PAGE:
Rosé season is back! Wait a minute—rosé season never left. Rosé season is just a social construct designed to deprive us of one of the most delicious, refreshing, versatile beverages in the world for several months out of the year. Is it a marketing scam? A ploy from the devil? A social media campaign carried out by jealous producers of full-bodied reds? Forgive me for getting off topic. The Corbières Gris de Gris is back in stock—that’s why we’re here. The 2017 has a delicate, pale salmon color, tantalizing as ever, and it is succulently fruity on the nose and palate. “Succulent” in the sense of biting into a ripe fruit—or, rather, a cornucopia of ripe fruits—and feeling them burst under your teeth, spattering your taste buds with delectable flavors of fresh citrus and berries. And then, the finish: crisp, dry, lip-smacking as ever. Rosé season lasts 365 days, my friends, and the calendar has just renewed!
The first vineyards at Domaine de Fontsainte were planted by the Romans. The original domaine was built around a thermal spring, which was later named for the local, 12th-century patron saint, Saint Siméon; hence Fontsainte—the saint’s fount. Yves Laboucarié’s family has been making wine here since the 17th century. For over 30 years, KLWM has been proudly importing his wine, and now we work with his son, Bruno. Like his father, he believes in the family’s legacy of innovation. He has re-equipped the cellars, replanted vines, and added new cuvées. It’s no secret why we’ve been working with them since ‘78. Year in and year out, they are the best. The fairness of their pricing allows us to offer incredible values to our clientele.
Ask wine drinkers around the world, and the word “Languedoc” is sure to elicit mixed reactions. On the one hand, the region is still strongly tied to its past as a producer of cheap, insipid bulk wine in the eyes of many consumers. On the other hand, it is the source of countless great values providing affordable everyday pleasure, with an increasing number of higher-end wines capable of rivaling the best from other parts of France.
While there’s no denying the Languedoc’s checkered history, the last two decades have seen a noticeable shift to fine wine, with an emphasis on terroir. Ambitious growers have sought out vineyard sites with poor, well draining soils in hilly zones, curbed back on irrigation and the use of synthetic fertilizers and pesticides, and looked to balance traditional production methods with technological advancements to craft wines with elegance, balance, and a clear sense of place. Today, the overall quality and variety of wines being made in the Languedoc is as high as ever.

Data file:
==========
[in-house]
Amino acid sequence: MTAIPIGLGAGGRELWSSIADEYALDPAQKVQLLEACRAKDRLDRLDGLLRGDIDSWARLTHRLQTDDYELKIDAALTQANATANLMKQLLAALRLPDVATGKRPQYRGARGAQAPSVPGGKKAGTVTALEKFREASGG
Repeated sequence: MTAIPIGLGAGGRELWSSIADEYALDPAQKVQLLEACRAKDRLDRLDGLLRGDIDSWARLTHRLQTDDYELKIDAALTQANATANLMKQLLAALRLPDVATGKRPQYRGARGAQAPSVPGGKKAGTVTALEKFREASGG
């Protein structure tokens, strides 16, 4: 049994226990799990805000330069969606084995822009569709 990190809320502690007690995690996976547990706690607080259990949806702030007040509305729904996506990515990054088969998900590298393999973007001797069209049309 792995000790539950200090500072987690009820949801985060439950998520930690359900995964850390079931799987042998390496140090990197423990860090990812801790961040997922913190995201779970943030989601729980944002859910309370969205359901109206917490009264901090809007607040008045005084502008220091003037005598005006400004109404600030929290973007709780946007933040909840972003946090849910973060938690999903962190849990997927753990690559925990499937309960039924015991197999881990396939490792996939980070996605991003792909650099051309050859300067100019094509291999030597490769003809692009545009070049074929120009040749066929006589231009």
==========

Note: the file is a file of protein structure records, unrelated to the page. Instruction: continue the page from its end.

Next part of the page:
Shaped like a crescent hugging the Mediterranean coast, the region boasts an enormous variety of soil types and microclimates depending on elevation, exposition, and relative distance from the coastline and the cooler foothills farther inland. While the warm Mediterranean climate is conducive to the production of reds, there are world-class whites and rosés to be found as well, along with stunning dessert wines revered by connoisseurs for centuries.
For the wines that I buy I insist that the winemaker leave them whole, intact. I go into the cellars now and select specific barrels or cuvées, and I request that they be bottled without stripping them with filters or other devices. This means that many of our wines will arrive with a smudge of sediment and will throw a more important deposit as time goes by, It also means the wine will taste better.
Drinking distilled spirits, beer, coolers, wine and other alcoholic beverages may increase cancer risk, and, during pregnancy, can cause birth defects. For more information go to www.P65Warnings.ca.gov/alcohol
Many food and beverage cans have linings containing bisphenol A (BPA), a chemical known to cause harm to the female reproductive system. Jar lids and bottle caps may also contain BPA. You can be exposed to BPA when you consume foods or beverages packaged in these containers. For more information, go to www.P65Warnings.ca.gov/bpa